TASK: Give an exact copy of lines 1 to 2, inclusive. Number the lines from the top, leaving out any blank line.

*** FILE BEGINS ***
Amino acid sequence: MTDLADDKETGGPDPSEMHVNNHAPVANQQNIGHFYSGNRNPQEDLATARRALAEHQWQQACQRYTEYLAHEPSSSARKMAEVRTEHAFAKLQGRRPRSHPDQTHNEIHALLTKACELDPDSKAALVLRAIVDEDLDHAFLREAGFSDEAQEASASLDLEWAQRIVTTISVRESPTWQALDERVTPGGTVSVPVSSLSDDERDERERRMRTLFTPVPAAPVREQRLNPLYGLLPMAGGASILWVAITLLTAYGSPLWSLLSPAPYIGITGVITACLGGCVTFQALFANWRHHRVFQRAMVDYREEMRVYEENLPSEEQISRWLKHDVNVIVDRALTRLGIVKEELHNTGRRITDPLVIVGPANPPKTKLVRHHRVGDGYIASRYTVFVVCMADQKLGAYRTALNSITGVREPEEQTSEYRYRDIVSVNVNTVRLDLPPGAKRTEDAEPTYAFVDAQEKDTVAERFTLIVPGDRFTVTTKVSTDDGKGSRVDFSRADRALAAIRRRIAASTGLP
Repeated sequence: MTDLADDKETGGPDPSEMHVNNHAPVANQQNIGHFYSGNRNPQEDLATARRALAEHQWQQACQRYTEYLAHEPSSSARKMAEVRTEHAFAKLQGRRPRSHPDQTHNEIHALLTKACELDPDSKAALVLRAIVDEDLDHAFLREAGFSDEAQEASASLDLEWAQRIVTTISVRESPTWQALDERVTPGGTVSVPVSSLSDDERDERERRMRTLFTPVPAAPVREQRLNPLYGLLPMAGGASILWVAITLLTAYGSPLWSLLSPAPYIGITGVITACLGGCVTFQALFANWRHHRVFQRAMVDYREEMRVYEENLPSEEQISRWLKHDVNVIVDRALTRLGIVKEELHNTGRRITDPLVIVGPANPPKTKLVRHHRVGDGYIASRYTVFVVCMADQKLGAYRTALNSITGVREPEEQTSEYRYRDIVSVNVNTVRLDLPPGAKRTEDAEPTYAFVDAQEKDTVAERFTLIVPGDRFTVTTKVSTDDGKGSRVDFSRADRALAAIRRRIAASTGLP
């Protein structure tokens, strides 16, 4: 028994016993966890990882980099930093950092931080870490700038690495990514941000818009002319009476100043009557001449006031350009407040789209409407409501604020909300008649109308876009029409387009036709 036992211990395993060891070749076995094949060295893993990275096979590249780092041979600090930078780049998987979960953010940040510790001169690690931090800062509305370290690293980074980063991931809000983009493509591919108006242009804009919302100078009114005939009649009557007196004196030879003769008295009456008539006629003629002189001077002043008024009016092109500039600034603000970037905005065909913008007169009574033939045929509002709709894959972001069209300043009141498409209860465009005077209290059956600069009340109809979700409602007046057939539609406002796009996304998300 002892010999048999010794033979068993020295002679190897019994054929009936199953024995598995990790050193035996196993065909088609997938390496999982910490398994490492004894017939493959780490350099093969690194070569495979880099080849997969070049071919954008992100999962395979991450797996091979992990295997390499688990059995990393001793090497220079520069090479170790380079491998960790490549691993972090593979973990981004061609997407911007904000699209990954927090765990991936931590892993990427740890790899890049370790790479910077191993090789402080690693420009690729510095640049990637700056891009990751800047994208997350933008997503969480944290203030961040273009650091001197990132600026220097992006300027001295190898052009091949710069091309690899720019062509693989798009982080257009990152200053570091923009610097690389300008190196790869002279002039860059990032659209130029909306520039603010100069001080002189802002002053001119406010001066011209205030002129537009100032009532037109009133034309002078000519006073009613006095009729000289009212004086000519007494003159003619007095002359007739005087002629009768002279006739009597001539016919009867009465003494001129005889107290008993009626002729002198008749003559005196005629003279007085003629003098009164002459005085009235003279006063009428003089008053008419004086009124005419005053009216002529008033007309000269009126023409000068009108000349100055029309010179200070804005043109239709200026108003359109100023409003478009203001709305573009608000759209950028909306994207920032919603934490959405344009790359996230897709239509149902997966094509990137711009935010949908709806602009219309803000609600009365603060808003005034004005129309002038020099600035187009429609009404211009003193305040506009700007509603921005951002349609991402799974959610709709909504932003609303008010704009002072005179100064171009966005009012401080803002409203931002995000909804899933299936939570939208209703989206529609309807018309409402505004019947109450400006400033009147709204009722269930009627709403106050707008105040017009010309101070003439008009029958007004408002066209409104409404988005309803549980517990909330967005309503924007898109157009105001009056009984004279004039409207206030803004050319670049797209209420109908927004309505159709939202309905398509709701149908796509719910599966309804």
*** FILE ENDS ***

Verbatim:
Amino acid sequence: MTDLADDKETGGPDPSEMHVNNHAPVANQQNIGHFYSGNRNPQEDLATARRALAEHQWQQACQRYTEYLAHEPSSSARKMAEVRTEHAFAKLQGRRPRSHPDQTHNEIHALLTKACELDPDSKAALVLRAIVDEDLDHAFLREAGFSDEAQEASASLDLEWAQRIVTTISVRESPTWQALDERVTPGGTVSVPVSSLSDDERDERERRMRTLFTPVPAAPVREQRLNPLYGLLPMAGGASILWVAITLLTAYGSPLWSLLSPAPYIGITGVITACLGGCVTFQALFANWRHHRVFQRAMVDYREEMRVYEENLPSEEQISRWLKHDVNVIVDRALTRLGIVKEELHNTGRRITDPLVIVGPANPPKTKLVRHHRVGDGYIASRYTVFVVCMADQKLGAYRTALNSITGVREPEEQTSEYRYRDIVSVNVNTVRLDLPPGAKRTEDAEPTYAFVDAQEKDTVAERFTLIVPGDRFTVTTKVSTDDGKGSRVDFSRADRALAAIRRRIAASTGLP
Repeated sequence: MTDLADDKETGGPDPSEMHVNNHAPVANQQNIGHFYSGNRNPQEDLATARRALAEHQWQQACQRYTEYLAHEPSSSARKMAEVRTEHAFAKLQGRRPRSHPDQTHNEIHALLTKACELDPDSKAALVLRAIVDEDLDHAFLREAGFSDEAQEASASLDLEWAQRIVTTISVRESPTWQALDERVTPGGTVSVPVSSLSDDERDERERRMRTLFTPVPAAPVREQRLNPLYGLLPMAGGASILWVAITLLTAYGSPLWSLLSPAPYIGITGVITACLGGCVTFQALFANWRHHRVFQRAMVDYREEMRVYEENLPSEEQISRWLKHDVNVIVDRALTRLGIVKEELHNTGRRITDPLVIVGPANPPKTKLVRHHRVGDGYIASRYTVFVVCMADQKLGAYRTALNSITGVREPEEQTSEYRYRDIVSVNVNTVRLDLPPGAKRTEDAEPTYAFVDAQEKDTVAERFTLIVPGDRFTVTTKVSTDDGKGSRVDFSRADRALAAIRRRIAASTGLP